The Tuareg Rebellion led by the National Movement for the Liberation of Azawad (MNLA) gathered momentum in 2012. The current, intensified trouble began in March 2012, when President Amadou Toumani Toure’s government was toppled in a military coup d’état staged by a group of middle ranking US-trained army officers led by Captain Amadou Sanogo.

Sanogo justified the coup on account of the government’s inability to contain the two month-old Tuareg rebellion in the North of the country:within a month following the coup however, the Tuareg took control of the entire Northern desert region, a territory larger than France. On April 6, 2012, MNLA proclaimed Azawad’s independence from Mali.

The MNLA are not Islamists, but were in a loose alliance with the Islamist Ansar Dine and other groups when they defeated the Malian army in the North. Disagreements within the alliance following the victory fuelled internecine battles and the Movement for Oneness and Jihad in West Africa (MOJWA) and Ansar Dine pushed the MNLA out of all the major cities.

The French excuses for military intervention

It was preceded by the same deceitful routine that was used in the cases of the Iraqi and Libyan invasions, of creating a bogus humanitarian urgency and obtaining UN imprimatur in whatever form possible, with a view to liberally interpret it to achieve the strategic objectives. In the case of Mali, the propaganda blitz immediately before the bombing mission was aimed at propagating the myth of a purported Al Qaeda link in Mali. The offensive was justified on the grounds that the Islamist in Mali could create a terrorist state “at the doorstep of France and Europe”.

The claim is ridiculous: a good portion of the Tuareg rebels were previously fighting in Libya in support of their benefactor Muammar Gaddafi against Western-backed Al Qaeda jihadist insurgents. Hundreds of Tuareg mercenaries in Gaddafi’s army came back to Mali early last year, with heavy weaponry, attracting other disaffected Tuareg including some army officers to the MNLA:there is no love lost between the Tuareg and Al Qaeda.

Then the story with the UN resolution: back in December 2012, UN Security Council passed resolution 2085 that allowed for the deployment of a 3,000-strong African-led mission to intervene in Mali later this year, if a negotiated solution could not be found: the key conditions in the resolution are that a ‘negotiated solution’ should be given priority and any forces deployed need to be ‘African-led’.

UN Security Council

On January 14, 2013 however, France called for an emergency meeting of the UN Security Council to seek approval for fast-tracking a military operation in Mali, on the grounds of an Islamist advance southwards towards the capital Bamako: there had not been any attempts at negotiating a peaceful settlement, and the talk of an African leadership had been conveniently forgotten in the face of the totally contrived ‘emergency.’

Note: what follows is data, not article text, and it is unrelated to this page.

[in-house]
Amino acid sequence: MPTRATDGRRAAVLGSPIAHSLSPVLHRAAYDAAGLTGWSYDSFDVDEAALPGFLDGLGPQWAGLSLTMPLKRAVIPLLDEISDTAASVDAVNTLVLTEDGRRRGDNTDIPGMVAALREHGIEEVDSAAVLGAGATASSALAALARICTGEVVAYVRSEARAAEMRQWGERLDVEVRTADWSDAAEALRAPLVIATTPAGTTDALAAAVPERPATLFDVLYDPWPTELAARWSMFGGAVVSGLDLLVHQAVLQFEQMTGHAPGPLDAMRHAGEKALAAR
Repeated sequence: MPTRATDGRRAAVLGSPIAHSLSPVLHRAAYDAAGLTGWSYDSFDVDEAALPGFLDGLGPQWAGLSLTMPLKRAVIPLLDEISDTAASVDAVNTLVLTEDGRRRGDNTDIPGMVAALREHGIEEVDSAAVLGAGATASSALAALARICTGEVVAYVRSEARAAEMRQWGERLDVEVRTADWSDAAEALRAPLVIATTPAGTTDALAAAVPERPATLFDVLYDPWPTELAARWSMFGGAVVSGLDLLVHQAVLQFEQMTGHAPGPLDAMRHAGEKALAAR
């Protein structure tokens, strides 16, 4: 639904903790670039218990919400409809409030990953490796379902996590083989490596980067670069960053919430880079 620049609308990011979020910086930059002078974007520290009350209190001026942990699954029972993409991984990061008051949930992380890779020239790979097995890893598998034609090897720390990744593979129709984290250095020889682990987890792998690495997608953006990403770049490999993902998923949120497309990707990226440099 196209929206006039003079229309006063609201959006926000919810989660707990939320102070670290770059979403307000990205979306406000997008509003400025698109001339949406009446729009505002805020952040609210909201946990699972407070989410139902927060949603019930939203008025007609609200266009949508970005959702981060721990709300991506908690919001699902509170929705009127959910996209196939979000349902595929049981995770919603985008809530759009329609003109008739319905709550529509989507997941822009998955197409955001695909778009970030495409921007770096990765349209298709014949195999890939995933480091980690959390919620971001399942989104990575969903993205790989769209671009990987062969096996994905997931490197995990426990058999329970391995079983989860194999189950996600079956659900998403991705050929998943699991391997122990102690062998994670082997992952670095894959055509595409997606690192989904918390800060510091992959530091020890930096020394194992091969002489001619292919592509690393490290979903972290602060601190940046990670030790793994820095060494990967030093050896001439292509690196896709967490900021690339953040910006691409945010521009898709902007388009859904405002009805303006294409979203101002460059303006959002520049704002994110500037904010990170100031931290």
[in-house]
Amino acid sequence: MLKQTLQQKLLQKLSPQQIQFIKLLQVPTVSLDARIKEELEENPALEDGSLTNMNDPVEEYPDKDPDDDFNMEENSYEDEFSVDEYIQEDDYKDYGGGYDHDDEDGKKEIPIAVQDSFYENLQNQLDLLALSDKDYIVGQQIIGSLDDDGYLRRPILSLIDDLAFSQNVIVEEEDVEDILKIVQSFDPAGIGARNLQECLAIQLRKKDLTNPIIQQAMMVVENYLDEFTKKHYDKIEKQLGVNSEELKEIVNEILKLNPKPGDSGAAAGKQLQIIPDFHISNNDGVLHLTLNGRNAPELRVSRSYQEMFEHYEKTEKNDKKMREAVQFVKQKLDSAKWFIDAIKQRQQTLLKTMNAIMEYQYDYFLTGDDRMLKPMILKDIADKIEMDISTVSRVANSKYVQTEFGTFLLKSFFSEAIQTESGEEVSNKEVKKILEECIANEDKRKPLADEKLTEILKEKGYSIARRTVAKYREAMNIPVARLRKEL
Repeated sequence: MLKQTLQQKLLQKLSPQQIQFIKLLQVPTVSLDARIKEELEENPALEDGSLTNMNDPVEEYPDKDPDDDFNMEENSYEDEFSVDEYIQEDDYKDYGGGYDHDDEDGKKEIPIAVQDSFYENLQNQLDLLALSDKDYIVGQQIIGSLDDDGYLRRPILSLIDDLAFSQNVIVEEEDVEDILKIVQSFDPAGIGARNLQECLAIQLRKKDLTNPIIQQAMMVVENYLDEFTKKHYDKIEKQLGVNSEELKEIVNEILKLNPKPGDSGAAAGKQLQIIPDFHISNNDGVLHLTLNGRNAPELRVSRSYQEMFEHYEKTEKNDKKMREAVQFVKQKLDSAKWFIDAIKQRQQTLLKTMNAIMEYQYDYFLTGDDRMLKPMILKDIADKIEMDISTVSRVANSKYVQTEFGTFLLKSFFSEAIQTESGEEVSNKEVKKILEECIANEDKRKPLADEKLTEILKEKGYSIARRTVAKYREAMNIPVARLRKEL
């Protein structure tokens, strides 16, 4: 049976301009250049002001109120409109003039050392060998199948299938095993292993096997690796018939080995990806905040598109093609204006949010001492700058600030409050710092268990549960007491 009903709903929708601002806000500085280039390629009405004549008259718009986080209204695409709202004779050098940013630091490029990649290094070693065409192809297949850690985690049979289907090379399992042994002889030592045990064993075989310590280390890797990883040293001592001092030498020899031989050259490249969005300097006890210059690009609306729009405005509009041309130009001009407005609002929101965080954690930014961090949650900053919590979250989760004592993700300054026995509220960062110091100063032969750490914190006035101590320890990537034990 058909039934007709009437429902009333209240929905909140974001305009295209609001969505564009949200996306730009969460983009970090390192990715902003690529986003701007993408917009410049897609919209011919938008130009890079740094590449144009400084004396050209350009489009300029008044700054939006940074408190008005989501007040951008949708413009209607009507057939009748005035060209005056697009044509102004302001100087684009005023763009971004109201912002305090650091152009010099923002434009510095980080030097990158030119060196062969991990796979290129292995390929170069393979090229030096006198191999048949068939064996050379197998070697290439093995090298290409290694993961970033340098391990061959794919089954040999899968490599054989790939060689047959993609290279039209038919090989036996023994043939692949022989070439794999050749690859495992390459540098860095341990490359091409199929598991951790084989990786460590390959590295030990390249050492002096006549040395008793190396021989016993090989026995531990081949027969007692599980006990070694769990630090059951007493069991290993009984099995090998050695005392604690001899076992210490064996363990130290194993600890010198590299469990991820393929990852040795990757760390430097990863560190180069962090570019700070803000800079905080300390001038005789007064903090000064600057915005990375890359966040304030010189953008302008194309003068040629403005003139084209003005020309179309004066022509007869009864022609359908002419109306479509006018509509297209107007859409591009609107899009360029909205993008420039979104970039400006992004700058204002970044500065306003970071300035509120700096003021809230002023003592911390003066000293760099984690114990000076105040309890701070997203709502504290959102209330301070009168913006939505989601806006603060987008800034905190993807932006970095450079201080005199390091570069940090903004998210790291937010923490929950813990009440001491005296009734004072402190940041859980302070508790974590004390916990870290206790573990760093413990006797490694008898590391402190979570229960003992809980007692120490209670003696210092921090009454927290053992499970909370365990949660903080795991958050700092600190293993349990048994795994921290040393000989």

After the meeting, France’s UN ambassador Gerard Araud said his country had the “understanding and support” of the 14 other Security Council members.

On 16 January, an initial contingent of 550 French soldiers, to be increased to 2,500 within days, backed by French Mirage and Rafale jets were dispatched. The UK provided two C17 cargo planes and Denmark and the US provided further logistics support. Algeria allowed French jets to cross its airspace and closed its 2,000 kilometre long desert border with Mali. The French move to send bombers to Mali does not have a proper UN mandate, and is illegal.

The American role in the Mali military adventure

Elements within the American and British governments echoed France’s portrayal of Mali as a haven for Islamic fundamentalists allegedly posing an imminent security threat as a launch pad for terrorism in Europe: the head of US AFRICOM, General Carter Ham characterised Mali as the new global base for Al Qaeda.

The neocons have been “warning” President Barack Obama that without more aggressive US action Mali could become a haven for extremists akin to Afghanistan. Obama however, is understandably coy about getting entangled in another distant war just as he is attempting to finalise the disastrous Afghanistan involvement: his staff are contesting the advice that the radical Islamic groups that have taken control of parts of Malipose a credible enough threat to US homeland security to warrant a military response.

Notwithstanding Obama’s reluctance, the US State Department and the Department of Defence are showing keen enthusiasm for the Mali adventure: State Department spokeswoman Victoria Nuland declared: “We are in consultation with the French on a number of requests that they have made for support,”adding that “We share the French goal of denying terrorists a safe haven.”

The Mali enterprise is aimed at resources

While talking up the threat of Islamic terrorism in Mali, neocon powers are in cahoots with Jihadi militants of similar ideological bent in Libya and Syria: it is clear that the alleged Islamist threat is being inflated by the neocons in France and among its Western allies as a cynical pretext for yet another military campaign. The ‘War on Terror’ serves to cover up the destabilisation of Africa in pursuit of naked imperialist interests in untapped uranium, gold, oil, gas, and rare earth minerals in Northern Mali and the broader West African region. The mythical Al Qaeda is being raised as a ‘spectre’ to justify increased international intervention under the guise of ‘global security’.

The world can expect more Western corporate media reports of mysterious Al Qaeda jihadists destabilising poor, starving African countries, requiring the dispatch of the noble NATO forces to ‘save the Dark Continent’. But the world knows.